Note: price information taken on 16th July 2021.
“There are only two ways to make money in business: one is to bundle. The other is to unbundle.”
Read enough about the future of tech and investing, and you’re bound to see that quote eventually.
It comes from Jim Barksdale, who was the president and CEO of Netscape from 1995 to 1999, when it merged with AOL.
Basically, the story of the internet – or at least the story of people making money from the internet – comes down to bundling and unbundling.
Take the music industry.
Before the internet, music was “bundled” together in an album. Sure, you could buy singles… but how many singles have you ever bought… and how many albums?
Then along comes the internet. Suddenly, you can share individual album tracks – for free – with other people all over the planet.
Of course, pretty soon this was made illegal and the file-sharing platforms were mostly disbanded.
But the genie was out of the lamp. Music was being “unbundled”.
Apple saw what was going on and seized its opportunity.
It set up iTunes and unbundled the music industry. Instead of buying whole albums, now people could just pay for the tracks they really wanted.
Of course, it helped that in the same year (2001) Apple released the iPod and gave people portable access to all these individual tracks they were downloading.
This new unbundled music model reigned supreme for seven years. Then, in 2008, along came Spotify.
Spotify was one of the pioneers of subscription-based music streaming.
Spotify re-bundled music.
For a small monthly charge, you could listen to any track you wanted, any time you wanted. No more forking out for individual tracks, just one flat fee.
More recently, music companies have even started the unbundling process again, with certain artists and labels only being available on certain streaming platforms.
So, if you want access to all artists you like, you might have to pay for a few different streaming platforms.
It’s like a never-ending loop.
And the music industry is just one example.
It’s happened with TV – Sky and cable TV to Netflix.
It’s happened with journalism – Newspapers to blogs to newspaper websites to individual newsletters… like the one you’re reading right now.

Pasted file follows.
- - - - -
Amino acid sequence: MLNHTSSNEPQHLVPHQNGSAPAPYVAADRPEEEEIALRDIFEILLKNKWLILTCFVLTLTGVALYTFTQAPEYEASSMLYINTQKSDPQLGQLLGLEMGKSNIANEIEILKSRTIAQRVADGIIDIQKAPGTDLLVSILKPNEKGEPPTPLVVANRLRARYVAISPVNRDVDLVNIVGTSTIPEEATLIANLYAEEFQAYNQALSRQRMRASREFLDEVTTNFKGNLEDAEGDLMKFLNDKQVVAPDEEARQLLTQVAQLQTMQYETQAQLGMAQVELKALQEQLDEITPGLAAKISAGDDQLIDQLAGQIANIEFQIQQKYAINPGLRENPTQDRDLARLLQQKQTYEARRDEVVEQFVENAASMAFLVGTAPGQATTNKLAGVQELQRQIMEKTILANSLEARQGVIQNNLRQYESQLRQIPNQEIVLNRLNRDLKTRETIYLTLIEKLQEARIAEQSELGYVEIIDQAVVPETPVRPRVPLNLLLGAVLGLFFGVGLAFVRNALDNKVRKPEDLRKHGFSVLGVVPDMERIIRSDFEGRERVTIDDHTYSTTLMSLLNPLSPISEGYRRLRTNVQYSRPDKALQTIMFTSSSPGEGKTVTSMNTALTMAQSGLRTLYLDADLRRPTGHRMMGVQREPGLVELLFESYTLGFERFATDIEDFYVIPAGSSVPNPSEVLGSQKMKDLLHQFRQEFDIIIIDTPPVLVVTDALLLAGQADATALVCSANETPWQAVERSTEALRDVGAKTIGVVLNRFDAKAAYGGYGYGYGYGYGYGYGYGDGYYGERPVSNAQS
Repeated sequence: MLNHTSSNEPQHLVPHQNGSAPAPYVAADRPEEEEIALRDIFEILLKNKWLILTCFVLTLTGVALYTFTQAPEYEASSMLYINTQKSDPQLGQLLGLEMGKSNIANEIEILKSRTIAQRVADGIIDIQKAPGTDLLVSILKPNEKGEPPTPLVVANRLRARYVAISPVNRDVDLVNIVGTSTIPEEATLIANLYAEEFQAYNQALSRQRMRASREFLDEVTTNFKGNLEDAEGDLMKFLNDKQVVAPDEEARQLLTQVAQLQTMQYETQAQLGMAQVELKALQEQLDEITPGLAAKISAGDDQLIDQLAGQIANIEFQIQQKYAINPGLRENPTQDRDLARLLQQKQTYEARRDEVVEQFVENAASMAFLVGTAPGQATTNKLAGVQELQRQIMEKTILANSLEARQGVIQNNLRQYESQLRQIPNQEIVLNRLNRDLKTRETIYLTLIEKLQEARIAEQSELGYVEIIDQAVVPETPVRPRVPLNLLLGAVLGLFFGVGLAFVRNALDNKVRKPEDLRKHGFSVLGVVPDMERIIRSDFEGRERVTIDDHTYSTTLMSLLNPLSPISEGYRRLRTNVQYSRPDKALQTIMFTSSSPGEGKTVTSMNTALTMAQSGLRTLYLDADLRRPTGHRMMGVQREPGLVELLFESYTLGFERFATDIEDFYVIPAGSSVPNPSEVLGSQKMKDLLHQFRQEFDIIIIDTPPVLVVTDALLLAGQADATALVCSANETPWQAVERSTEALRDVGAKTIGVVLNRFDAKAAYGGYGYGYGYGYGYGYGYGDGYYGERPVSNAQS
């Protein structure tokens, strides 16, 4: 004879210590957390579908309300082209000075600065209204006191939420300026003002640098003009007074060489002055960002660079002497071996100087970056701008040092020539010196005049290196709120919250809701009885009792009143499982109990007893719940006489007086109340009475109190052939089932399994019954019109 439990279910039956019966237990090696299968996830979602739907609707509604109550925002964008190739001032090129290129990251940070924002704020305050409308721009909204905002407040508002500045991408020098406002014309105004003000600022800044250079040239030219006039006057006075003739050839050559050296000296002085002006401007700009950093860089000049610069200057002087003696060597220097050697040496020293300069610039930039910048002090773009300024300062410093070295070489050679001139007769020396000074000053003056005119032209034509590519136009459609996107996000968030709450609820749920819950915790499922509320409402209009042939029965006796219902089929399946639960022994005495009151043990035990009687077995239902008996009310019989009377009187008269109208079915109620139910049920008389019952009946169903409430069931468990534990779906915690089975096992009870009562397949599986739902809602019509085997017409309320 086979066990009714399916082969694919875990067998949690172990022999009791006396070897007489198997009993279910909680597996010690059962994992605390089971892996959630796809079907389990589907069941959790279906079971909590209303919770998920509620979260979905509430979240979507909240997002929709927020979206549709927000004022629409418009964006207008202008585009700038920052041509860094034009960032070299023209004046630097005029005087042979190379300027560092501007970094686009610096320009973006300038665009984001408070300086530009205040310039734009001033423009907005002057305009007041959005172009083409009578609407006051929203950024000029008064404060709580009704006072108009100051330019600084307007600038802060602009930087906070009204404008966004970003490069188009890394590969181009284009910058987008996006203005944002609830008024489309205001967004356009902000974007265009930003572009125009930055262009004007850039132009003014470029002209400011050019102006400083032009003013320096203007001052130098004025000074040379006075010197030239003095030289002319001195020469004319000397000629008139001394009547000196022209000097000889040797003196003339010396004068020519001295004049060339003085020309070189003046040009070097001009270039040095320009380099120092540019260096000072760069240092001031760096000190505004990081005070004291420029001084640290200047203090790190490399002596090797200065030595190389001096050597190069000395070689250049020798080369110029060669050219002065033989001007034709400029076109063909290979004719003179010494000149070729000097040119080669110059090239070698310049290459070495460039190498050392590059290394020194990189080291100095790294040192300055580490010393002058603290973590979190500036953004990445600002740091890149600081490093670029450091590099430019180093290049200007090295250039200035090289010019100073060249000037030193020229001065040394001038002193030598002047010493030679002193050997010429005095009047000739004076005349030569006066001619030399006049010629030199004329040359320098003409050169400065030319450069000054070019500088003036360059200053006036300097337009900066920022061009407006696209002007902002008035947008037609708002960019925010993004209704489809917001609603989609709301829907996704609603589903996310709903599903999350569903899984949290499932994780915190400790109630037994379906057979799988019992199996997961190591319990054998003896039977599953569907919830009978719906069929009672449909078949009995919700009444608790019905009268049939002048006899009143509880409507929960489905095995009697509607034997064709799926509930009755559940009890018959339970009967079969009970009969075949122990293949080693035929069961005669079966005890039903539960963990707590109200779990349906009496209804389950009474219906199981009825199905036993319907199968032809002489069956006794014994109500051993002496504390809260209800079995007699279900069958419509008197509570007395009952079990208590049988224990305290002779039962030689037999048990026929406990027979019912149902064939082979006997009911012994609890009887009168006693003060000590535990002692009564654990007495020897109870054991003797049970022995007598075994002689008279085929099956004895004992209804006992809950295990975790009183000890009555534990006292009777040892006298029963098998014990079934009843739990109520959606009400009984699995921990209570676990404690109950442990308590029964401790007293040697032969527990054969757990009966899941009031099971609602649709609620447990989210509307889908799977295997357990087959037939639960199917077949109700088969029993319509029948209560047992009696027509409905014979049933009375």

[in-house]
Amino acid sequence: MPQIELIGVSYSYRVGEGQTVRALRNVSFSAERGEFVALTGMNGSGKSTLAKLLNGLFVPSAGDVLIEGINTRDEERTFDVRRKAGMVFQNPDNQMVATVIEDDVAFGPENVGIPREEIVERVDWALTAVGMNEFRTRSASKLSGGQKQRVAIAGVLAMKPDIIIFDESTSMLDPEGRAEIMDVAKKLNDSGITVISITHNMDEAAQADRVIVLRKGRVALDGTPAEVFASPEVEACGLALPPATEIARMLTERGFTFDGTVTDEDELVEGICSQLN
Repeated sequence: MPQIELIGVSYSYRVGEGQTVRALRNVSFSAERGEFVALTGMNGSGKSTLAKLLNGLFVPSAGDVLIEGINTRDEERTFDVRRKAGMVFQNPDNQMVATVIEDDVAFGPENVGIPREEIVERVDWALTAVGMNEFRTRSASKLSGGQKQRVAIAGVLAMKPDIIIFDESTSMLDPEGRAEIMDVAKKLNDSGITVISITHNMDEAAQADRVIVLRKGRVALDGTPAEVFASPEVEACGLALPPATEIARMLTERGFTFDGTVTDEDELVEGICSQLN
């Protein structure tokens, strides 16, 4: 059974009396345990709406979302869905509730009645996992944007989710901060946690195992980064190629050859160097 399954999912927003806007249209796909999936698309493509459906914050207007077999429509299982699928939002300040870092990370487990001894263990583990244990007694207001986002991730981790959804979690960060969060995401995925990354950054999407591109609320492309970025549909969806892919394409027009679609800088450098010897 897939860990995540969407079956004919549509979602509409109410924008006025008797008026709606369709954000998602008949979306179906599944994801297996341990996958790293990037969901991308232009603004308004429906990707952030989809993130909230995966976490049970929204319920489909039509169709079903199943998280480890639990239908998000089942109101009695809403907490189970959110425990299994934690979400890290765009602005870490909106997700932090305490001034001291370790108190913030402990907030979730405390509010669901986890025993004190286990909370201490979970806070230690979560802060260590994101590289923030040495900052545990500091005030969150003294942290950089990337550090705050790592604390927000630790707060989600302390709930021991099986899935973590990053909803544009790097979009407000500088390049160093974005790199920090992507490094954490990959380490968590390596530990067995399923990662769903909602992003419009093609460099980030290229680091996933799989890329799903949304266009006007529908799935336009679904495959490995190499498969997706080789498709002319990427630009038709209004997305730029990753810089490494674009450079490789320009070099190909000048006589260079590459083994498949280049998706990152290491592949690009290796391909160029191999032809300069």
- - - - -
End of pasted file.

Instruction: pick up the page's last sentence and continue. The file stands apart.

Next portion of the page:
It’s even happened with the internet itself.
In China, for example, most internet services run through WeChat. Which is basically like a cross between Facebook and Facebook messenger.
Many businesses even have their own microapps within the platform.
If you go to a restaurant, you can use its microapp within WeChat to book your table, order your food and pay for it – all within WeChat.
So, what does all of this have to do with crypto… isn’t this supposed to be a review of Polkadot?
Polkadot’s core mission is to both bundle and unbundle blockchain
Before we got into the nuts and bolts of the Polkadot review, I thought I’d try to show how much of a gamechanger Polkadot could be for crypto – and technology in general – if it achieves its mission.
If Polkadot becomes the platform that bundles blockchain, it could attract more business and investment than just about any other crypto out there.
Not only that, but it also enables the unbundling of blockchain, too… creating even more possibilities and opportunities.
Let me explain.
Polkadot aims to be the ultimate platform crypto.
It connects “multiple specialised blockchains into one unified network”.
So it has a base layer, called the “relay chain”, which connects to 100 other blockchains, called “parachains”.
The relay chain is responsible for the consensus and security and the parachains are responsible for decentralised applications (dApps).
Or, in Polkadot’s own words (emphasis mine):
Polkadot is a sharded multichain network, meaning it can process many transactions on several chains in parallel, eliminating the bottlenecks that occurred on legacy networks that processed transactions one-by-one. This parallel processing power significantly improves scalability and creates the right conditions for increased adoption and future growth. Sharded chains connected to Polkadot are called “parachains” because they run on the network in parallel.
Unlike previous networks that operated largely as standalone environments, Polkadot offers interoperability and cross-chain communication. This opens the door to innovative new services and allows users to transfer information between chains.
For example, a chain providing financial services can communicate with another that provides access to real-world data (known as an oracle chain) such as stock market price feeds for tokenized equities trading.
So, basically, Polkadot aims to bundle many different blockchains together and make them all run on top of one platform.
Not only that, but it makes creating, maintaining and securing these new blockchains (parachains) very simple.
The more parachains Polkadot gets, the more attractive the platform will become to businesses, developers and users. Just like how Netflix became more and more attractive as it added more and more high-quality content.
So what about the unbundling part?
Well, all of these parachains can work independently of each other. It’s just that they will also have the option to work with each other, too.
So it’s bundling blockchain, and also enabling individual blockchains and businesses to unbundle themselves, should they choose to.
Needless to say, it has a huge amount of potential.
But how does it hold up when we look at it in detail?
Well, that’s what this review is for. So let’s get on with it…
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